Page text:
You are here: St Kilda Today > Ranger's Diary > Thoughtless actions cause conservation impact


Thoughtless actions cause conservation impact

26 June 2015

Every year thousands of visitors come to St Kilda to enjoy both the natural landscape and wildlife and of course the cultural landscape; the abandoned houses and fields that are all that are left of the once thriving community.  Nearly all of our visitors behave responsibly and respect the environment around them, however some are careless or thoughtless and can inadvertently cause damage.

 This month, some campers decided to ignore the advice that all visitors are given– not to move or interfere with any stones or structures on the islands.

After their departure, I discovered that they had taken stones from a nearby cleit and wall to secure their tent pegs. They had removed around twenty or so stones themselves and unfortunately another camper followed their example, unknowingly causing further problems by moving stones which were lying around on the ground.

Some of the stones moved by campers

There are two problems created by acts like these – one is that the cumulative effects of these small inconsiderate interventions over the years can be devastating in themselves, cleit six, within the camping enclosure, is in effect being gradually dismantled by the occasional careless camper. The other problem is that, as anyone who reads this blog regularly will know, when we undertake dry stone repairs on island we repair stone-for-stone. This means that each stone which has collapsed will be carefully identified and returned to its original location using a set of photographic records. As these loose stones have been moved that will no longer be possible. In effect, the result has been that a small part of St Kilda’s landscape has been changed forever and can never be fully replaced.Other side of Cleit 6The side of Cleit 6 in the camping enclosure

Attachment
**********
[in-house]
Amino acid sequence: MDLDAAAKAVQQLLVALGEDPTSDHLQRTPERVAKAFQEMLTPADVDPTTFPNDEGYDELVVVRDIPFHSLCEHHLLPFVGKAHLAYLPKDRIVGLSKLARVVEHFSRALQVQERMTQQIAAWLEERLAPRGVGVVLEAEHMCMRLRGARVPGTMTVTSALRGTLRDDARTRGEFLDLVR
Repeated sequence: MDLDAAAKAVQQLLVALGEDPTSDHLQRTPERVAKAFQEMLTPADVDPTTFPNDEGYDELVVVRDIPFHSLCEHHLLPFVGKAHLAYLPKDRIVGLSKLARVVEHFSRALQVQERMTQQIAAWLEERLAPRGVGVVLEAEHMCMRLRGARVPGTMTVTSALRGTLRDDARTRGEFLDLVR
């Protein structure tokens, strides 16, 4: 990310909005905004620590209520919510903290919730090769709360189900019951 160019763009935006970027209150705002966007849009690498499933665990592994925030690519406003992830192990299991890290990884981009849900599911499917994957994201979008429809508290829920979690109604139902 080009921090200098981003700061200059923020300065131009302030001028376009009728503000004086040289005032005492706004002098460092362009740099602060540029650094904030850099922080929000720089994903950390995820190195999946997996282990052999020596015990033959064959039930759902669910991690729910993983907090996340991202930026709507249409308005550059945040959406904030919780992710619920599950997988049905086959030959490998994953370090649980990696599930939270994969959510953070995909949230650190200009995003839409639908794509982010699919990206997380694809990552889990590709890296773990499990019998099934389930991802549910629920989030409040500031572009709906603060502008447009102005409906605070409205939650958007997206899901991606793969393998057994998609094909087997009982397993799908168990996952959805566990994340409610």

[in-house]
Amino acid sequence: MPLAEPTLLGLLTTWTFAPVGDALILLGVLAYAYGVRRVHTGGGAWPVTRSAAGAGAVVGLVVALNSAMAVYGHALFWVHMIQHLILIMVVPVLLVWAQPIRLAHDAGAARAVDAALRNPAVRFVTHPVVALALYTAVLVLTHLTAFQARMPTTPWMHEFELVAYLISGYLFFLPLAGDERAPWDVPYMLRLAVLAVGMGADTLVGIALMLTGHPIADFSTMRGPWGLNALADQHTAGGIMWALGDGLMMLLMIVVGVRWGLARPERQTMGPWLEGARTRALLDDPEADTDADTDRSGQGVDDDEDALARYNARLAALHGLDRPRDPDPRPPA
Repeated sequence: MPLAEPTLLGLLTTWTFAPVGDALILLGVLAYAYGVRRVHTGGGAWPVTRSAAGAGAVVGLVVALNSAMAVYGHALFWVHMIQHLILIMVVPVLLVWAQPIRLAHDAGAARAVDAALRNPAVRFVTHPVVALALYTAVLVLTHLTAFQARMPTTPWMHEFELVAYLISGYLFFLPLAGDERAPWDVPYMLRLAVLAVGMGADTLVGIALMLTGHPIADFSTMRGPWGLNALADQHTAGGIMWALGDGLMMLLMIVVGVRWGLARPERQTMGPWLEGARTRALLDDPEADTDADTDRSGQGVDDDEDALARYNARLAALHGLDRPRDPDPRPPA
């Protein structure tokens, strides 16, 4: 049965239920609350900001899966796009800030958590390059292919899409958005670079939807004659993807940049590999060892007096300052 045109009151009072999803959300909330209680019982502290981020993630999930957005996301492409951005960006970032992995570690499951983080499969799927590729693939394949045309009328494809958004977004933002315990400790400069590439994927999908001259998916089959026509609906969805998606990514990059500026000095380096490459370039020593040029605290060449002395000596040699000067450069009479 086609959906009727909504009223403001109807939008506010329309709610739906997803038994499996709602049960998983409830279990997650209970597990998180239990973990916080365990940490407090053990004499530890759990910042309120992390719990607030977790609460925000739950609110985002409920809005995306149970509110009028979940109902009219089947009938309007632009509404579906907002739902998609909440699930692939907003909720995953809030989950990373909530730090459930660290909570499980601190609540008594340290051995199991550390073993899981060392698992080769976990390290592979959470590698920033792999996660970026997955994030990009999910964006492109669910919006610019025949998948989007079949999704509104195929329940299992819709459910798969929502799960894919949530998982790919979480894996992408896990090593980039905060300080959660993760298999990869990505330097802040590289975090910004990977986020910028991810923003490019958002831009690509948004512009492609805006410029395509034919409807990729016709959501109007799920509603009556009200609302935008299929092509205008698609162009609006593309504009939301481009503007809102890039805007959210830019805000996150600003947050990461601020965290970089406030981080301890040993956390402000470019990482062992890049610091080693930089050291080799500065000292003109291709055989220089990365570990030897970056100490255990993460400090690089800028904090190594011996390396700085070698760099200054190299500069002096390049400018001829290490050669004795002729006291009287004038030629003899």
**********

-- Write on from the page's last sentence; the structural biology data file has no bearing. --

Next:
The Trust spends thousands of pounds and many hours of effort annually to repair the dry stone buildings of St Kilda. What happened in the camping enclosure is a reminder of how fragile the iconic landscape of St Kilda is and how it can be diminished stone by stone.

Being able to camp and spend a night or two on St Kilda, right in the heart of the dual World Heritage Site, is an amazing opportunity and privilege that many have enjoyed over the years. So, if you do chose to visit us, please ensure you take nothing but memories and photographs, and leave the Island’s exactly as you found them.

Kevin

Àrsair Hiort/ St Kilda Archaeologist


<< Previous
Goodbye and thanks Work Party Two!
Next >>
Bothered by a bonxie in Village Bay